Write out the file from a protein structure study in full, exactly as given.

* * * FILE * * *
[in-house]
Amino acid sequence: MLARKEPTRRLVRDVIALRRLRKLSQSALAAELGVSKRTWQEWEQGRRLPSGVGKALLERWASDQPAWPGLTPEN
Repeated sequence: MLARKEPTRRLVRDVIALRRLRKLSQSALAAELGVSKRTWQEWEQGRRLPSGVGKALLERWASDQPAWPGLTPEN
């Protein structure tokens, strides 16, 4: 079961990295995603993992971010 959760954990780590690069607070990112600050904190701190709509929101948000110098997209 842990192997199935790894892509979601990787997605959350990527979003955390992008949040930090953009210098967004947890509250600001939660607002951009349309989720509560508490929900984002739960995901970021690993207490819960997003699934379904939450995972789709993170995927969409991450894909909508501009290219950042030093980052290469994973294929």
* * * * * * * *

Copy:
[in-house]
Amino acid sequence: MLARKEPTRRLVRDVIALRRLRKLSQSALAAELGVSKRTWQEWEQGRRLPSGVGKALLERWASDQPAWPGLTPEN
Repeated sequence: MLARKEPTRRLVRDVIALRRLRKLSQSALAAELGVSKRTWQEWEQGRRLPSGVGKALLERWASDQPAWPGLTPEN
């Protein structure tokens, strides 16, 4: 079961990295995603993992971010 959760954990780590690069607070990112600050904190701190709509929101948000110098997209 842990192997199935790894892509979601990787997605959350990527979003955390992008949040930090953009210098967004947890509250600001939660607002951009349309989720509560508490929900984002739960995901970021690993207490819960997003699934379904939450995972789709993170995927969409991450894909909508501009290219950042030093980052290469994973294929």